• Jerrick Reed is another freshman JUCO player, meaning he has three years of time on the field when he comes to New Mexico. He is a safety who can cover a lot of ground in the mid to deep parts of the defense and reads plays well to put himself in position to be around the ball. Reed consistently is in a spot to either breakup the pass or in a spot where he can make an immediate tackle on the receiver. It is hard to say if Jerrick will earn a role next season but he looks like he has a bright future for his years as a Lobo.

JUCO DB James Lewis

  • James Lewis is a versatile defender who can come in and make an impact for the Lobos’ defense. He played both linebacker and defensive back for his junior college, and while he was announced as a DB, it wouldn’t be a surprise to see him as some sort of hybrid going forward. Lewis is a monster in the run game, mixing it up with all the linemen and fighting through them to plug up a hole and stop the runner in his tracks. He is a great tackler in the open field and that will assist him when he’s in coverage. James will find a way to contribute next season.

JUCO DB Letayveon Beaton

  • Letayveon Beaton is yet another defensive back, easily the biggest focus of this class after they had a porous 2018 showing. He looks like he will fit best at a safety spot, where he can not only provide coverage in the passing game, but also step up into the run game. Beaton isn’t afraid to get physical and he takes good angles to make a tackle, wrapping up the ball-carrier and rarely makes a whiff. He plays tight coverage, quick enough to stick with slot receivers and smart enough to position himself to get a step or two on players. Letayveon adds a lot of talent and versatility to the backfield for New Mexico.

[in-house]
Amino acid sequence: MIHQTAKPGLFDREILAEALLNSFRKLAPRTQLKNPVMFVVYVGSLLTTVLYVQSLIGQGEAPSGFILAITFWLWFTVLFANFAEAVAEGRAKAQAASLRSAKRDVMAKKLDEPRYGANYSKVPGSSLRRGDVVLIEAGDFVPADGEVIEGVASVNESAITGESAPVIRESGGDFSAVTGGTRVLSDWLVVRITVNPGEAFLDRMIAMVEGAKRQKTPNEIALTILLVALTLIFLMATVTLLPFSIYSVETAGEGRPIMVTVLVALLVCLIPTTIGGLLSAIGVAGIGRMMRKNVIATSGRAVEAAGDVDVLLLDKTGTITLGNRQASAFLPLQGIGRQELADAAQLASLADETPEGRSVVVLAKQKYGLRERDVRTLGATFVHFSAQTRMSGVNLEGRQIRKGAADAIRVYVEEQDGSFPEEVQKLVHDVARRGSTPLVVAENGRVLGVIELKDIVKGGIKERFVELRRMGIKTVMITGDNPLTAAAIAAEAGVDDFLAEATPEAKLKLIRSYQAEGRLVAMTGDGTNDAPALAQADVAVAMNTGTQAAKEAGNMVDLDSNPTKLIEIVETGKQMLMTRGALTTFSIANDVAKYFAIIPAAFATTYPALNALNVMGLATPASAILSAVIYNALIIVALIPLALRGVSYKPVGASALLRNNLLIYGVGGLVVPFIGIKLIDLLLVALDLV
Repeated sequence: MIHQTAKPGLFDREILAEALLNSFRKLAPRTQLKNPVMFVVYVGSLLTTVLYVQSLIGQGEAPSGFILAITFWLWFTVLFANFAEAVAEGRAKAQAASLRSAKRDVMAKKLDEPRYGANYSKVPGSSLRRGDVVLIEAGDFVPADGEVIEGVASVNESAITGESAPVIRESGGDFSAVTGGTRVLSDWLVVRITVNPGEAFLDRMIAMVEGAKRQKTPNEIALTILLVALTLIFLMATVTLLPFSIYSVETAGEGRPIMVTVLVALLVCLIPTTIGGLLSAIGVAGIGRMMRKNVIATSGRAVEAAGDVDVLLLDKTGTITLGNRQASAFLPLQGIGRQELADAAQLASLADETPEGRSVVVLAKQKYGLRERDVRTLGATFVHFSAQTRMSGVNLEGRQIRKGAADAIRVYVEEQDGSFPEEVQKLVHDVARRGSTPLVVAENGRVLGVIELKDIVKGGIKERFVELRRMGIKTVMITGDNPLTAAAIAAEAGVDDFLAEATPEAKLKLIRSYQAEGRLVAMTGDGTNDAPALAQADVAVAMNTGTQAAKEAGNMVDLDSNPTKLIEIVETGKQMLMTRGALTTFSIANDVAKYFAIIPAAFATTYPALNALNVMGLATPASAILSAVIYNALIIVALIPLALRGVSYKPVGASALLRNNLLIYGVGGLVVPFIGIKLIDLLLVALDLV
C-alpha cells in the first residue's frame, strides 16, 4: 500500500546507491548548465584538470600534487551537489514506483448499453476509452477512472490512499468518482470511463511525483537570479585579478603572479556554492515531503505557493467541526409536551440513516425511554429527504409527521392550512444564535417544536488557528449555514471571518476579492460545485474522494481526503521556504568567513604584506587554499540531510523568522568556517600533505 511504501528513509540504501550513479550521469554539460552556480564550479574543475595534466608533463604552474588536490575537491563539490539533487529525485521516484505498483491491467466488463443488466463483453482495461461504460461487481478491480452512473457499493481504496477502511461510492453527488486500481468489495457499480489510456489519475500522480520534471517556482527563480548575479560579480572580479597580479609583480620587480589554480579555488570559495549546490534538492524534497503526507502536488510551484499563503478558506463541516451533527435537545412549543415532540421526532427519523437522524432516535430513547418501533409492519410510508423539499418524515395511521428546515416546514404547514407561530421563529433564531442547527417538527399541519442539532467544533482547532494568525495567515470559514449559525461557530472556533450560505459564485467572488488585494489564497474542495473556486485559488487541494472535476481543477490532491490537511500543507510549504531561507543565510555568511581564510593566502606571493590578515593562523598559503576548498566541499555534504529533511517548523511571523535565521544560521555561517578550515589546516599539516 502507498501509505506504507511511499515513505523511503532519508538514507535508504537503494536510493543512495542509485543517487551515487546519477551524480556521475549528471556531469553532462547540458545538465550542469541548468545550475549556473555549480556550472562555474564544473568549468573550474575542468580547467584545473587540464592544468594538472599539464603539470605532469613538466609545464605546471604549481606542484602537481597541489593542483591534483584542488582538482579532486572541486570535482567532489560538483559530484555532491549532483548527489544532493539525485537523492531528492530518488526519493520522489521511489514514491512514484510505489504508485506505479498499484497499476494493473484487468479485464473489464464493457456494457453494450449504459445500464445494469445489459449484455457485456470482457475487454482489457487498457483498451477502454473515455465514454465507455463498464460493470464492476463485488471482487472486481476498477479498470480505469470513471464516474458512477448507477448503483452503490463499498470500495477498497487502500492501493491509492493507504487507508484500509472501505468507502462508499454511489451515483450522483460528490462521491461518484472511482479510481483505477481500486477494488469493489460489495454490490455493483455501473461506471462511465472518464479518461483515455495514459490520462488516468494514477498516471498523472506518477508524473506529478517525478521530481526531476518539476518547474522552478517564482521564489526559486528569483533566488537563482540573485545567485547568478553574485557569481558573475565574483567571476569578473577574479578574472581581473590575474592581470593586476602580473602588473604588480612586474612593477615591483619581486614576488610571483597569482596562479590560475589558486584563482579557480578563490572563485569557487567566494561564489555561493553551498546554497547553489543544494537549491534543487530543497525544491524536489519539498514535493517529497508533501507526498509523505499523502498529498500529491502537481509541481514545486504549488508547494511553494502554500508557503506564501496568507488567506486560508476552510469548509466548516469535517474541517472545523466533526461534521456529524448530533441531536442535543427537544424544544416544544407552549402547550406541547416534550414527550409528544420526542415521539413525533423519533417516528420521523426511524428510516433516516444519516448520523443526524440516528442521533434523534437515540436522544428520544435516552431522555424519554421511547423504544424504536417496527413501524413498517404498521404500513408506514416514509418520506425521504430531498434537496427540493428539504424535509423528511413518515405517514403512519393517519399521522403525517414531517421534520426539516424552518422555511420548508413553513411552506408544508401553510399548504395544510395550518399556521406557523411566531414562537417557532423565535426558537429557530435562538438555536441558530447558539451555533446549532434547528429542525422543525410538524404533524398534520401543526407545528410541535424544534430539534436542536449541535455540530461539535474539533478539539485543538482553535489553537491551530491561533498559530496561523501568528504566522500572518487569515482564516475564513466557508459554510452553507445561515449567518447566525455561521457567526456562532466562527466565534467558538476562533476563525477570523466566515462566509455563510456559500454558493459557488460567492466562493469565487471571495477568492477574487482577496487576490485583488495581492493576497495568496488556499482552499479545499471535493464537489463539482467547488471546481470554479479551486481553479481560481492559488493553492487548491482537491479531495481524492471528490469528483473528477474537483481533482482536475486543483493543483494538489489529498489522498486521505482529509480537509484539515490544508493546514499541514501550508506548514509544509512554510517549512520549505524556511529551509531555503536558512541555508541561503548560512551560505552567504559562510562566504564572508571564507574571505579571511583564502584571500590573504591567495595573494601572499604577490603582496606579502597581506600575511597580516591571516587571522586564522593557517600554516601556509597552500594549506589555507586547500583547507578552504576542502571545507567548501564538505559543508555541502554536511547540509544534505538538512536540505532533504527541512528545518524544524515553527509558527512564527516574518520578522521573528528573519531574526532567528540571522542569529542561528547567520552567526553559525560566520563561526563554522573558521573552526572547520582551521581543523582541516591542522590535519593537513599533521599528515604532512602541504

LS Aiden Kneller

  • Aiden Kneller comes in as a specialist for the Lobos being a long-snapper. He snaps a nice ball, putting it right in the punter’s hands to get the punt off as quickly as possible. Kneller also snaps well for field goals, consistently getting the ball at the level of the knelling holder. Aiden snaps a tight spiraling ball, is accurate with his placement, and can consistently repeat his motion, all of which contribute to success as a long-snapper.

Quick Hits:

Headliner(s):

Mike: Cade Briggs, Brandt Hughes, Eric Coffee

Talented enough to play right away:

Mike: Cade Briggs, Brandt Hughes, Eric Coffee, Shaddrick Lowery, Justice Spates, Rocky Aitogi

Sleeper Recruit:

Mike: Chad Alexander, Tye Moore

Best unit:

Mike: Linebacker, Defensive Line

Summary:

So that’s the Lobo’s class. Though the high school players are few and far between, there is some nice talent found in those players and it’s unfortunate they couldn’t do more of that. Also, it’s evident their junior college players are coming in with skills and talent of their own, but it is curious as to why they didn’t try to get more of the top-level JUCO talent if they were going to target JUCO players. Regardless, it doesn’t matter how good the junior college players are if the team is going to turnover again in two years. It’s hard to bring stability to the program with this recruiting approach, and will be interesting to see what New Mexico can do with this latest class.

Previous: Boise State, Colorado State, Nevada, Fresno State, Utah State, San Diego State, UNLV, Wyoming, San Jose State, Hawaii, Air Force

And with that, we officially close the book on the 2019 recruiting class. Hope everyone enjoyed our month of recruiting with the 18 February articles we put out focusing solely on recruiting. Be sure to check out our Recruiting Roundup on Monday as we take a quick amd early look at some aspects of the 2020 recruiting class.